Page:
хлеб наш насущный дай нам на сей день;
    и прости нам долги наши, как и мы прощаем должникам нашим;
    и не введи нас в искушение, но избавь нас от лукавого. Ибо Твоё есть Царство и сила и слава во веки. Аминь.

    O
    tćie naś, suśćij na niebiesah! da sviatitsa imia Tvajo;
    da priidiet Carstvije Tvajo; da budiet volia Tvaja i na ziemlie, kak na niebie;
    hliep naś nasuśćnyj daj nam na siej dien’;
    i prasti nam dalgi naśy, kak i my praśćajem dalżnikam naśym;
    i nie vviedi nas v iskuśienije, no izbav’ nas at lukavava. Iba Tvajo jest’ Carstva i sila i slava va vieki. Amin’.

    The Church Slavonic text is written in older Cyrillic script with obsolete letters and diacritical marks, as you can see in this text taken from a prayer book: http://amenra.ru/wp-content/uploads/2010/09/Ris_4_Otche1_354_500_150_We.jpg Apart from lexical changes, there are changes in stress, stronger unstressed “о”s (these were actually two separate letters borrowed from Greek o-micron and o-mega) and always “je” instead of stressed “jo”. I’ll do my best transcribing it, but it may need a second look of a professional:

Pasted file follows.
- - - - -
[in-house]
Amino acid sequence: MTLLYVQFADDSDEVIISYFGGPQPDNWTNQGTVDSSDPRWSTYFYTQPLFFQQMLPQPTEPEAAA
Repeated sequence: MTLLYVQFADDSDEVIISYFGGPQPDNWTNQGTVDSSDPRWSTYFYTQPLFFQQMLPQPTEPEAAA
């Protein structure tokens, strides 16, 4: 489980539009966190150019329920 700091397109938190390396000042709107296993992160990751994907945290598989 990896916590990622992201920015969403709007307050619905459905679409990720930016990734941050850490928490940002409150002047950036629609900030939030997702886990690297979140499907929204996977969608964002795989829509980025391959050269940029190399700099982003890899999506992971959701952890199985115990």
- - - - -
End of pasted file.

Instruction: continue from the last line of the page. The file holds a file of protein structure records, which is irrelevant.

Otćie naś, iże jesi na niebiesieh! da sviatitsia imia tvoje: da priidiet carstvije tvoje: da budiet volia tvaja, jako na niebiesi, i na ziemli. Hlieb naś nasuśćnyj dażd’ nam dnies’: i ostavi nam dolgi naśa, jakoże i my ostavliajem dolżnikom naśym. I nie vviedi nas vo iskuśienije, no izbavi nas ot lukavago. Jako tvoje jest’ carstvo, i sila, i slava vo vieki, amin’.

    Hope this helps.
     
    Last edited: Aug 6, 2011
  12. henrylee100 Senior Member

    Russian
    in fact there's no real confusion, the church slavonic version is used in the Russian orthodox church, all their prayer books are in Church Slavonic, the only concession they've made so far is that they're now increasingly using the standard Cyrillic alphabet in their prayer books, but the language is still Church Slavonic.
    The Russian translation is used by baptists, evangelicals, Pentecostals, Presbyterians and all the other denominations operating in Russia, probably even by the Roman Catholics as their thing is Latin and they don't have much use for Church Slavonic.
     
  13. david672orford New Member

    English - New England
    In case anyone has missed the irony, the Russian translation to which you refer in the Synodal edition, a product of the Russian Orthodox Church.